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HomeHealthThree low-cost, indigenous ventilators win Rs 85-lakh grant from Marico Foundation

Three low-cost, indigenous ventilators win Rs 85-lakh grant from Marico Foundation

The ventilators for use across the spectrum have been designed by 3 Maharashtra-based teams – Shreeyash Electro Medicals, KPIT Technologies, and Nocca Robotics.

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New Delhi: Mumbai-based Marico Innovation Foundation (MIF) has awarded grants worth Rs 85 lakh to three Indian teams that have developed low-cost innovative ventilators as part of an innovation challenge launched by the MIF.

Looking for indigenously-developed devices that can be used in remote locations and available at lower costs amid the Covid pandemic, the foundation had launched #Innovate2BeatCOVID Grand Challenge to develop ‘Ventilators and Other Respiratory Solutions’.

The three selected teams — Shreeyash Electro Medicals, KPIT Technologies, and Nocca Robotics — have now been offered Rs 85 lakh in grants.

The innovations selected are geared to support the entire spectrum of patients and hospitals, both from short term ventilation (during transit and home care) to in-patient wards, where periodic ventilation is required, and finally solutions for critical support in ICUs, the MIF said in a statement.

“Through this challenge we bring forth unique solutions that cater to the entire spectrum of current ventilator requirements all at a fraction of the cost of international counterparts. They are built by India with best in class features and technology with global applications,” Harsh Mariwala, MIF founder & Marico Ltd Chairman said in a statement.

“The devices are disruptive, accessible and affordable – which is exactly the need of the hour,” said Mariwala.


Also read: Targeted tests or wider Covid spread — Why Maharashtra positivity rate has climbed since June


The winners

The three winners include Pune-based Shreeyash Electro Medicals, which has designed an indigenous ventilator, Adult and Paediactric ventilator, with features at par with high-end imported ventilators. The ventilator costs about 20 per cent of existing market prices.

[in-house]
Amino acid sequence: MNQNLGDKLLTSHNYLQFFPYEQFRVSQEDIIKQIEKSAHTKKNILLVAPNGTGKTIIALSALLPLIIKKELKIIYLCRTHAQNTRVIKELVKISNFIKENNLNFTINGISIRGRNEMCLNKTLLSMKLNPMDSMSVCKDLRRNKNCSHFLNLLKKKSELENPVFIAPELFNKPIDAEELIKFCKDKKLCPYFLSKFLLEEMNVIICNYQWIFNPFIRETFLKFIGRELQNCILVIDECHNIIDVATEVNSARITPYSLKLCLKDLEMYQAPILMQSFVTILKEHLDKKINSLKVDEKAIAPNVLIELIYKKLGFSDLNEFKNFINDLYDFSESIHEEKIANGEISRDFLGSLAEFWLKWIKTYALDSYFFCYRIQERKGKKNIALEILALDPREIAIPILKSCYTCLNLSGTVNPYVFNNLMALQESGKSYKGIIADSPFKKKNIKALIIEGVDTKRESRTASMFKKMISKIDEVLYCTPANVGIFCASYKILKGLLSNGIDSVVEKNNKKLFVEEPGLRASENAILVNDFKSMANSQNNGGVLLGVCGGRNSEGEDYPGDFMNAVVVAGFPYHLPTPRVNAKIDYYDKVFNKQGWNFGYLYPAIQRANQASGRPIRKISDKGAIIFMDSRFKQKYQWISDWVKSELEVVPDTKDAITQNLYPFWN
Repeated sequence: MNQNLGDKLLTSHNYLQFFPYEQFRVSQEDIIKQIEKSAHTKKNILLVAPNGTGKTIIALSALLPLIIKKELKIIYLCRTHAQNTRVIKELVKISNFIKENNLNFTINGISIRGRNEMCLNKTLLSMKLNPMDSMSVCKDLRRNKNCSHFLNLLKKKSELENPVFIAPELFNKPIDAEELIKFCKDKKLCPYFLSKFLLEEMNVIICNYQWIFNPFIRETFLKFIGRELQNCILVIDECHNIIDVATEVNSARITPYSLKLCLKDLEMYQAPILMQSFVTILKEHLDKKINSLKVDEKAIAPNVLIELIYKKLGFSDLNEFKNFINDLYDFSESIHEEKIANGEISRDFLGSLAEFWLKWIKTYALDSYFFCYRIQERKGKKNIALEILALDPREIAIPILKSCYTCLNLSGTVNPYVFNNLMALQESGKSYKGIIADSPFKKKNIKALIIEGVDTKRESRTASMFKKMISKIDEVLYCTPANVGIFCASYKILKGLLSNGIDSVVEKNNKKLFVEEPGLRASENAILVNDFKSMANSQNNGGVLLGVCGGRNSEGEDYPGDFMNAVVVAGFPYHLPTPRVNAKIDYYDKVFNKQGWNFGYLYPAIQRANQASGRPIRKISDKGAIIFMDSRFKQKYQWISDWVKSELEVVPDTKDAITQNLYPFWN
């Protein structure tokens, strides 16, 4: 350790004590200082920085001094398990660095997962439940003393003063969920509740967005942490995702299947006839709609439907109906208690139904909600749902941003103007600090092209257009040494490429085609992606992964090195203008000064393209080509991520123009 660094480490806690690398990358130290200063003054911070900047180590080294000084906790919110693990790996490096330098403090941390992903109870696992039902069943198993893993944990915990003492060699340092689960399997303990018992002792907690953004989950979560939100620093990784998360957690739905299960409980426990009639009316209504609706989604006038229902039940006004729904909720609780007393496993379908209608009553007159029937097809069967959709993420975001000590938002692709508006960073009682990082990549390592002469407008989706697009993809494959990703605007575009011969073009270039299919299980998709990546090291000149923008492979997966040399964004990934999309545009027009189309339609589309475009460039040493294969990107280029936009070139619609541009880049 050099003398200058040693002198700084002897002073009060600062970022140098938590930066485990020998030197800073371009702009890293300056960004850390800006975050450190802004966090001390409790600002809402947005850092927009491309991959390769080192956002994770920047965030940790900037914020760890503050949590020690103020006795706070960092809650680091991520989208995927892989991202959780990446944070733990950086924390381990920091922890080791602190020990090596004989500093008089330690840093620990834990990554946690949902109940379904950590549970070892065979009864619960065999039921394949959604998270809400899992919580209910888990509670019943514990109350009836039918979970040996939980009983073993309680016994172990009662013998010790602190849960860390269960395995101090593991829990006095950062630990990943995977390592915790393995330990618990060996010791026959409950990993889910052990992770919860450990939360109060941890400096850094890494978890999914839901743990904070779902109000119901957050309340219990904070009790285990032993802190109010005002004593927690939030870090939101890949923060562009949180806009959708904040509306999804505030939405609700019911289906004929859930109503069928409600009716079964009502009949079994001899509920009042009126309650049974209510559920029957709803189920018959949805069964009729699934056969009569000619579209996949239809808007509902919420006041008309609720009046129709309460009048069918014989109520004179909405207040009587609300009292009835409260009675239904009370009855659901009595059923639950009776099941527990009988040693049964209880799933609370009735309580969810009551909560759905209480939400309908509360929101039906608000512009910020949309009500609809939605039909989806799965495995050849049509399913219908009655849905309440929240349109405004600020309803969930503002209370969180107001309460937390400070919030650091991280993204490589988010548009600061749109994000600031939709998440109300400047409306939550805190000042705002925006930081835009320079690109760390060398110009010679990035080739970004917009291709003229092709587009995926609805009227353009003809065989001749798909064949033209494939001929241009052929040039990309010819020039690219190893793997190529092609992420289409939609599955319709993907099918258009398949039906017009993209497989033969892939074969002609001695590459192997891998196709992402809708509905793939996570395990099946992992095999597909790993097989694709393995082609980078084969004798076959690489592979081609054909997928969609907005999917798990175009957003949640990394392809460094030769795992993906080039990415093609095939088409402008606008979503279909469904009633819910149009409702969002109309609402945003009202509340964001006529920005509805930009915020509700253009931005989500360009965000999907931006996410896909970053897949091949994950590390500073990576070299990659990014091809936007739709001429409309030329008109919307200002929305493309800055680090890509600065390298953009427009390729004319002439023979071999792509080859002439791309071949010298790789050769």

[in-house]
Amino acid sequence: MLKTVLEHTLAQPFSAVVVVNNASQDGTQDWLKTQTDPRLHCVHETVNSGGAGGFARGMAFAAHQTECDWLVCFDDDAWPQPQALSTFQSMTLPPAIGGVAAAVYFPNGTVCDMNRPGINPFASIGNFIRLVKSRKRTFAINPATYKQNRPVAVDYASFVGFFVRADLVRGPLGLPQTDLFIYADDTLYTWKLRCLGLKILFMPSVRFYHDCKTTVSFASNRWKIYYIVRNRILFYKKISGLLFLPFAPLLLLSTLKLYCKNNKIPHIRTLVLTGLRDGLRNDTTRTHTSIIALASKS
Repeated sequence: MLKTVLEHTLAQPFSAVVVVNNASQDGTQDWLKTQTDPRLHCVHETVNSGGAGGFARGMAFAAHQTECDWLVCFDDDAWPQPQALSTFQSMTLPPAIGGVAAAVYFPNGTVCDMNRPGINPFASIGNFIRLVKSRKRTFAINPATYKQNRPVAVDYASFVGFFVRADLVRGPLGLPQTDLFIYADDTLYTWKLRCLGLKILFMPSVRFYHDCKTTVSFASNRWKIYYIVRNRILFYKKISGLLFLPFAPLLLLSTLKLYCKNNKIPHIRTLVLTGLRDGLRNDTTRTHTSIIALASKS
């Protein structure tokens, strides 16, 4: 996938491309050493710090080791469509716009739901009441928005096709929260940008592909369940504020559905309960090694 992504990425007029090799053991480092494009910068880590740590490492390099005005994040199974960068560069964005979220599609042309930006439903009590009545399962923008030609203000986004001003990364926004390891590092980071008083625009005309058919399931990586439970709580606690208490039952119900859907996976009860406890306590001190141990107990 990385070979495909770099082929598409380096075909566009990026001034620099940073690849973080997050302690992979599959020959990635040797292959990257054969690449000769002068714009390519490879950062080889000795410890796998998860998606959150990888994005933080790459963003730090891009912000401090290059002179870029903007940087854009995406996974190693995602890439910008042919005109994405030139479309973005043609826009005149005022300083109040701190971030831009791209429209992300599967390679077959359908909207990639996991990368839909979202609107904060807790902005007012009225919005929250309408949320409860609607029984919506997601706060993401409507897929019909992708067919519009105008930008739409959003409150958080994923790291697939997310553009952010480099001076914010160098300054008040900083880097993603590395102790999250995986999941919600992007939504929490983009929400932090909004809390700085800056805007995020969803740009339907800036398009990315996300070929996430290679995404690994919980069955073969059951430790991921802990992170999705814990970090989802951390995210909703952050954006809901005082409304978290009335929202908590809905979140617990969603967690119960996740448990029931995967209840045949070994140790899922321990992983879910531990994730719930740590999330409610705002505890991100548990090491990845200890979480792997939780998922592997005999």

It is suitable for both adult and paediatric ICUs across the globe and can be used in both invasive and non-invasive modes. The device can be set to an ‘automatic ventilation’ mode ensuring continued safe ventilation of an unattended patient.

The company has already successfully completed clinical validation for use in ICU settings. They have also completed an approved registration of this ventilator with the Central Drugs Standard Control Organisation (CDSCO). It is currently undergoing testing for safety and essential performance.

Adult and Paediactric ventilator, designed by Pune-based Shreeyash Electro Medicals. | Photo: Special arrangement
Adult and Paediactric ventilator, designed by Pune-based Shreeyash Electro Medicals. | Photo: Special arrangement

Another solution, Vyoman, designed by Pune-based KPIT Technologies, is focused on user-friendliness. It is portable, weighing about 13 kg, and its compact design makes it compatible for use in remote medical facilities, homes and ambulances. It also costs less than the traditional critical care ventilators.

According to a statement by Marico, KPIT has secured calibration certification from an NABL-accredited laboratory and has an approved registration of its ventilator with the CDSCO. It is currently undergoing testing for safety.

Vyoman, designed by Pune-based KPIT Technologies. | Photo: Special arrangement
Vyoman, designed by Pune-based KPIT Technologies. | Photo: Special arrangement

The third solution from Nocca Robotics in Maharashtra is an ICU ventilator, Noccarc V310, which can be used for invasive requirements. It is adapted for remote and rural settings. The turbine-based ventilator eliminates the requirement of any compressed medical air to operate, an infrastructure that might be not available in many healthcare settings in India.

The ventilator also comes with an in-built battery, allowing the device to run for long hours in the event of a power cut-off.

While being at par with most high-end ventilators, the device costs about 30 per cent of its counterparts, according to MIF. It has successfully completed its clinical validation and is recommended to be used in ICU by intensivists after being tested on patients suffering from critical lung infection. The ventilator has been tested for safety and essential performance.

MIF will now help the selected innovators boost their efforts by providing access to business opportunities, mentorship and guidance on business operations.


Also read: UK scientists decode new children’s disease linked to Covid, explain how it hits immunity


 

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